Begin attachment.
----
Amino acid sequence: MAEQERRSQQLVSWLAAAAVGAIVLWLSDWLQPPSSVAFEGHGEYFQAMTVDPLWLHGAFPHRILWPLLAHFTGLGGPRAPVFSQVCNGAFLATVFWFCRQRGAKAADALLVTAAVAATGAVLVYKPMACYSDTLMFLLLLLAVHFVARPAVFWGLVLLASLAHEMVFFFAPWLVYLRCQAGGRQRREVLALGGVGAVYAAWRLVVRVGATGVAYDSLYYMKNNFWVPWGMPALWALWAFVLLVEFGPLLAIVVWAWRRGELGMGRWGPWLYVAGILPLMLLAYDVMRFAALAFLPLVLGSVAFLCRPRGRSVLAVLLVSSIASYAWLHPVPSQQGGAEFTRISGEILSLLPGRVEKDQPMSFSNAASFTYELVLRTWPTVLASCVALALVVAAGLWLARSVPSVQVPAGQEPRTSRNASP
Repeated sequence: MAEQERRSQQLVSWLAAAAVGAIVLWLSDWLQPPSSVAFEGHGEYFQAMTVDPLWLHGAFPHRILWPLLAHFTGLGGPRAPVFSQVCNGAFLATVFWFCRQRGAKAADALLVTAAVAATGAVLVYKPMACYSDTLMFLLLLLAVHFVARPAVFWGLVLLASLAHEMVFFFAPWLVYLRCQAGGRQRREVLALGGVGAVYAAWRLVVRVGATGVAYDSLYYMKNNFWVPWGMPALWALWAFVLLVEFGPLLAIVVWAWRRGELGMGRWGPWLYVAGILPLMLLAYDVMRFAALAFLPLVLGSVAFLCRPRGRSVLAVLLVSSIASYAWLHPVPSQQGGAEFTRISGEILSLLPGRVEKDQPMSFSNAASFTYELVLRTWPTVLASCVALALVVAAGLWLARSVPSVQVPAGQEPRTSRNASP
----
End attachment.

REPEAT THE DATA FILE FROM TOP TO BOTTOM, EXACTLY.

Amino acid sequence: MAEQERRSQQLVSWLAAAAVGAIVLWLSDWLQPPSSVAFEGHGEYFQAMTVDPLWLHGAFPHRILWPLLAHFTGLGGPRAPVFSQVCNGAFLATVFWFCRQRGAKAADALLVTAAVAATGAVLVYKPMACYSDTLMFLLLLLAVHFVARPAVFWGLVLLASLAHEMVFFFAPWLVYLRCQAGGRQRREVLALGGVGAVYAAWRLVVRVGATGVAYDSLYYMKNNFWVPWGMPALWALWAFVLLVEFGPLLAIVVWAWRRGELGMGRWGPWLYVAGILPLMLLAYDVMRFAALAFLPLVLGSVAFLCRPRGRSVLAVLLVSSIASYAWLHPVPSQQGGAEFTRISGEILSLLPGRVEKDQPMSFSNAASFTYELVLRTWPTVLASCVALALVVAAGLWLARSVPSVQVPAGQEPRTSRNASP
Repeated sequence: MAEQERRSQQLVSWLAAAAVGAIVLWLSDWLQPPSSVAFEGHGEYFQAMTVDPLWLHGAFPHRILWPLLAHFTGLGGPRAPVFSQVCNGAFLATVFWFCRQRGAKAADALLVTAAVAATGAVLVYKPMACYSDTLMFLLLLLAVHFVARPAVFWGLVLLASLAHEMVFFFAPWLVYLRCQAGGRQRREVLALGGVGAVYAAWRLVVRVGATGVAYDSLYYMKNNFWVPWGMPALWALWAFVLLVEFGPLLAIVVWAWRRGELGMGRWGPWLYVAGILPLMLLAYDVMRFAALAFLPLVLGSVAFLCRPRGRSVLAVLLVSSIASYAWLHPVPSQQGGAEFTRISGEILSLLPGRVEKDQPMSFSNAASFTYELVLRTWPTVLASCVALALVVAAGLWLARSVPSVQVPAGQEPRTSRNASP